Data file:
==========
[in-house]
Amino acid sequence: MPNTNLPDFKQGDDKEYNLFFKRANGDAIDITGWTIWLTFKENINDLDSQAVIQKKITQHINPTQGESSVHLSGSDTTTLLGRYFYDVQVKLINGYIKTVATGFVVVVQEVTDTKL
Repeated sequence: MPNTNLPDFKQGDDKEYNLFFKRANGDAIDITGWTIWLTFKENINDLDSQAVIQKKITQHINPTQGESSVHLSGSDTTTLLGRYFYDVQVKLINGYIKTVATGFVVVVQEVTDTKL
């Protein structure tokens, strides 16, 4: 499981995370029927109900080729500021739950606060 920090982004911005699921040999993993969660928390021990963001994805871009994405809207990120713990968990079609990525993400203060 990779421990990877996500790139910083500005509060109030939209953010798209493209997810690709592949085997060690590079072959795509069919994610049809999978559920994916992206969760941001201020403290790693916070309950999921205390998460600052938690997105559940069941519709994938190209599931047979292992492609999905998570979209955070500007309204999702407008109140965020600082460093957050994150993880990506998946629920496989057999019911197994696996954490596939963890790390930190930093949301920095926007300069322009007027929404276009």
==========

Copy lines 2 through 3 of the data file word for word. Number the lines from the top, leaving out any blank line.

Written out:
Amino acid sequence: MPNTNLPDFKQGDDKEYNLFFKRANGDAIDITGWTIWLTFKENINDLDSQAVIQKKITQHINPTQGESSVHLSGSDTTTLLGRYFYDVQVKLINGYIKTVATGFVVVVQEVTDTKL
Repeated sequence: MPNTNLPDFKQGDDKEYNLFFKRANGDAIDITGWTIWLTFKENINDLDSQAVIQKKITQHINPTQGESSVHLSGSDTTTLLGRYFYDVQVKLINGYIKTVATGFVVVVQEVTDTKL